• What relationships can you build upon?
  • What investments can you build upon?  Investments can be those made into equipments, supplies, inventory – or – advertising, promotion, public relations.
  • Where do you see lemons?  Can you make lemonade?
  • Where do you find a challenge at the consumer level?  Can you create a solution?

Ahhhh… fun!  Are you starting to see it all come together?  Are you starting to be abuzz with ideas?  There’s a whole world out there, and the SWOT Analysis is very helpful in helping you find it.

August 5, 2009 at 6:00 am Leave a comment

SWOT analysis: Defining the Weaknesses of your Business

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This week, we are writing a SWOT analysis.  We are defining the Strengths, Weaknesses, Opportunities and Threats of our Business.  I find this exercise extremely useful in taking the temperature of my business.

Take 15-30 minutes today to write about the weaknesses of your business.  This can be challenging because it forces you to face some of the thoughts you may be avoiding.  Remember that by recognizing your weakness, you can build strength.  Here are some thoughts to help you determine these weaknesses:

  • What are the things holding your business back?  holding you back?
  • What is unhealthy about your business?
  • What are the struggles that your business has and that are difficult to overcome?
  • What are your daily challenges?  your larger challenges?
  • What are your sources of frustration?
  • What negatively impacts your relationships with vendors, clients, and/or employees?

Spend some time dreaming about the things you’d love to improve about your business.  We’ll summarize the entire SWOT analysis at the end of the week.

August 4, 2009 at 6:00 am 2 comments

SWOT Analysis: Defining the Strengths of your Business

This week we are going to do a SWOT Analysis of your business.  This is a helpful tool in which you take a step back to examine key characteristics of your business.  This is a strategic analysis that is done in all businesses of all sizes: small sole proprietorships on up to Fortune 500 organizations.  I encourage all businesses in the wedding industry to do this twice a year. It’s great at quickly assessing:

  • whether you are moving in the right direction or not
  • what is AWESOME about your business
  • what needs to be changed and improved
  • what external factors (trends, economics, politics) affect your business

SWOT Analysis

The SWOT breaks down into two components, of two parts each (four parts total):

Internal Factors:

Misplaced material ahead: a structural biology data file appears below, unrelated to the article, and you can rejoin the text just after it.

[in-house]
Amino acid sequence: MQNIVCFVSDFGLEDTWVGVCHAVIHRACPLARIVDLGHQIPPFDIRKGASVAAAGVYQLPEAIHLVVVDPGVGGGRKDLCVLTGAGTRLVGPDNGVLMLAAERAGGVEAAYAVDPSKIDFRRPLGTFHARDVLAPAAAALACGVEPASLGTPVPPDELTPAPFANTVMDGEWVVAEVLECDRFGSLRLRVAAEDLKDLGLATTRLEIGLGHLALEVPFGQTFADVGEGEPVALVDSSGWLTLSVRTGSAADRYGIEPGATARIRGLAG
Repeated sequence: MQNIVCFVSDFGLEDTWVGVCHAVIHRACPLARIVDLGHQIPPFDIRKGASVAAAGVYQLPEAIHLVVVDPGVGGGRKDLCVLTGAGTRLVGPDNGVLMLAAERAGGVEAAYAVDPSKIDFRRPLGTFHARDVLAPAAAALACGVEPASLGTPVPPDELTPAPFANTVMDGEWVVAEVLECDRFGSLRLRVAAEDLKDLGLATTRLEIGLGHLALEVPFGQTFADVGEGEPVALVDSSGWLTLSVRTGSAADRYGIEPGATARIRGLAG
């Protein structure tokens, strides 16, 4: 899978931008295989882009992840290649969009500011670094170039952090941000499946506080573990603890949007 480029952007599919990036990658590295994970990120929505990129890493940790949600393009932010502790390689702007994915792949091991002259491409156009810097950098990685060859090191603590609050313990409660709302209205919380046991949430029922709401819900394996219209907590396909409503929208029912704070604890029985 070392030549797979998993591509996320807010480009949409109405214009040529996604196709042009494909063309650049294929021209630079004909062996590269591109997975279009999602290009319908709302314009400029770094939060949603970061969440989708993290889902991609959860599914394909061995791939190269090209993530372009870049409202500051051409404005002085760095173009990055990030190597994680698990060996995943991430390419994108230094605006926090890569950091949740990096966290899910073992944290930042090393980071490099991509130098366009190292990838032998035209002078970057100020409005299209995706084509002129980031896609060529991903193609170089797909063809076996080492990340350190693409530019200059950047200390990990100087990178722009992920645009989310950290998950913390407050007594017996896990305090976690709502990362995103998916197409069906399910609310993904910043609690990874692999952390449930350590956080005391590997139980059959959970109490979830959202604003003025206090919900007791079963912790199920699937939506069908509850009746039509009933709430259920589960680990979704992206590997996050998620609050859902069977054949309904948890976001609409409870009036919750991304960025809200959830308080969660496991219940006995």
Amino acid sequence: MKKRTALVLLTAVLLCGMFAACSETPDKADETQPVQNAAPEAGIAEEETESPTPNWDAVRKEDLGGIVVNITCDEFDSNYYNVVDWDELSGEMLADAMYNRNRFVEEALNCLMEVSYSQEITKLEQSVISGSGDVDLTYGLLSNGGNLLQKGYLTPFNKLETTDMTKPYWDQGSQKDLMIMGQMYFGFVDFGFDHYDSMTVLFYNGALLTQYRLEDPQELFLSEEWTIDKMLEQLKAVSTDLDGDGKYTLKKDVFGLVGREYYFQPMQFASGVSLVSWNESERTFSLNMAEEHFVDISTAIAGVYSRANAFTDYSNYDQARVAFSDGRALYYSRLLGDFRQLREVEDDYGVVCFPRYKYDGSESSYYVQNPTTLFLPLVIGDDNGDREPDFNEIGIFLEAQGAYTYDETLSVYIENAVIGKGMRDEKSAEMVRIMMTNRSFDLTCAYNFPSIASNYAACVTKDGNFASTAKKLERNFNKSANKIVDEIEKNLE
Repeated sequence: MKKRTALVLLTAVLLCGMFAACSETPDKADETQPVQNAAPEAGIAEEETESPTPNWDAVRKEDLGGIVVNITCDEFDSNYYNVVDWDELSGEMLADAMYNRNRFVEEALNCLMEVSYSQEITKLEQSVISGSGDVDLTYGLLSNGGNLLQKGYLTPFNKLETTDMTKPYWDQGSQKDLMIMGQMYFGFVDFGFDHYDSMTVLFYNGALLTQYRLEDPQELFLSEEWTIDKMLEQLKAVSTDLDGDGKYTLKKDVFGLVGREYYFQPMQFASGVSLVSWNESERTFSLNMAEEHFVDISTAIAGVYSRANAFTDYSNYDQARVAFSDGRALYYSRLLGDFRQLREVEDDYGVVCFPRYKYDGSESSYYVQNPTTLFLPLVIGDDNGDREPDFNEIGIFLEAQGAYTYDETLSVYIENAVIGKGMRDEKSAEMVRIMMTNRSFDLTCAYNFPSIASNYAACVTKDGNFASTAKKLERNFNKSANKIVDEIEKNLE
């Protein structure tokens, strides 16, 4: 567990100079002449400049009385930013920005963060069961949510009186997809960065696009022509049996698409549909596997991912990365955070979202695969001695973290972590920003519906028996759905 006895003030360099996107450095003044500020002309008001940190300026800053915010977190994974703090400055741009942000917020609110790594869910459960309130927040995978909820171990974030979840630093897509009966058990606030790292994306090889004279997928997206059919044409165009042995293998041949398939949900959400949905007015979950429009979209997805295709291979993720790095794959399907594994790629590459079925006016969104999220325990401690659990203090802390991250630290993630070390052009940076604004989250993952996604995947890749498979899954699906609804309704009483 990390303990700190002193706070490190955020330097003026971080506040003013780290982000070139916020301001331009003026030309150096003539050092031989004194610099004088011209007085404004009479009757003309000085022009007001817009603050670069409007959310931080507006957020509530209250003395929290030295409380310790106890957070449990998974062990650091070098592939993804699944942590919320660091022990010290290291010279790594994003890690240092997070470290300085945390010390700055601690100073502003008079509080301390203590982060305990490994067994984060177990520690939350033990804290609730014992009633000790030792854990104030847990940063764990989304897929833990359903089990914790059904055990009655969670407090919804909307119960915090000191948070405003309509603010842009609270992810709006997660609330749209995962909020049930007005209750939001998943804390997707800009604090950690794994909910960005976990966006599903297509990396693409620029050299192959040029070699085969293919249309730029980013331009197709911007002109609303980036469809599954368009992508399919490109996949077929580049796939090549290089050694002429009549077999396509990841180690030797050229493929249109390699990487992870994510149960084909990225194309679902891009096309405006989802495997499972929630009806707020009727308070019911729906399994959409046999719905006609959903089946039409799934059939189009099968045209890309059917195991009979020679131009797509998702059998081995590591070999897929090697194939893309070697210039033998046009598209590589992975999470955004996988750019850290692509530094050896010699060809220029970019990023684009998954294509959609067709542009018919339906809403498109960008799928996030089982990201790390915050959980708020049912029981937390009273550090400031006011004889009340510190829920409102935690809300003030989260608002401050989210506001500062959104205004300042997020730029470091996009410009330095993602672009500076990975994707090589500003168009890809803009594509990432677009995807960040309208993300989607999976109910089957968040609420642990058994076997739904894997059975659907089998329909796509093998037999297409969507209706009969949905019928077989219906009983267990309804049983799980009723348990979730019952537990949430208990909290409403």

• Stengths – the strengths of your business, IN your business
  • Weaknesses – the weaknesses of your business, IN your business

External Factors:

  • Opportunities – opportunities for your business, OUTSIDE of your business
  • Threats – threats for your business, OUTSIDE of your business
Creative Commons License: Xhienne

Creative Commons License: Xhienne

Define the Strengths of your Business

Take 15-30 minutes today to write down the strengths of your business.  Be honest and realistic.  This is to be used to help you make decisions about the health of your organization.  Here are some things to think about when defining your strengths:

  • How is your business different from others?
  • What are the intangible assets (people, experience, knowledge) and tangible assets (office, equipment) that makes your business strong?
  • What do you personally bring to your business?  What do your employees bring?
  • What are some of the achievements your business has had in the last year?
  • How is your business perceived within the wedding industry?  What is its reputation?  What is your reputation?

Hold onto these strengths, we’ll be putting it all together at the end of this week.

August 3, 2009 at 7:00 am 9 comments

Insider to Insider: Andrea Porter, Owner of Circle Park Bridal Boutique

circleparkbridalKelly Simants recently met with Andrea Porter, Owner of Circle Park Bridal Boutique in North Dallas.  She was impressed with Andrea’s business saavy and her super cute shop!  Andrea started her career in the cosmetic and fashion industries working for companies such as Estee Lauder and a leading intimate apparel company. More recently, Andrea worked in hospitality management and event coordination, overseeing daily bridal, social and corporate functions for up to 5,000 guests. In 2004, Hilton Brand Vice Presidents awarded her with the Innovation Award, given annually to just one person in the company worldwide. Circle Park Bridal was Andrea’s vision to create a beautiful boutique with incredible customer service and gorgeous gowns at fair prices.  I love Andrea’s business insight!  (I think you will too!)

Andrea Porter
Owner, Circle Park Bridal Boutique
Addison, TX
www.circleparkbridal.com
Established 2007

What is your favorite thing about weddings?

Whether it is a huge affair or a small and intimate celebration, a couple will never feel more overwhelming love and support than on their wedding day.  I encourage brides to walk slowly down the aisle, to savor the look in her groom’s eyes and to take in the joy on her guests’ faces.  Relax and enjoy everyone’s company, cherish every conversation, each giggle, every smile and all the happy tears.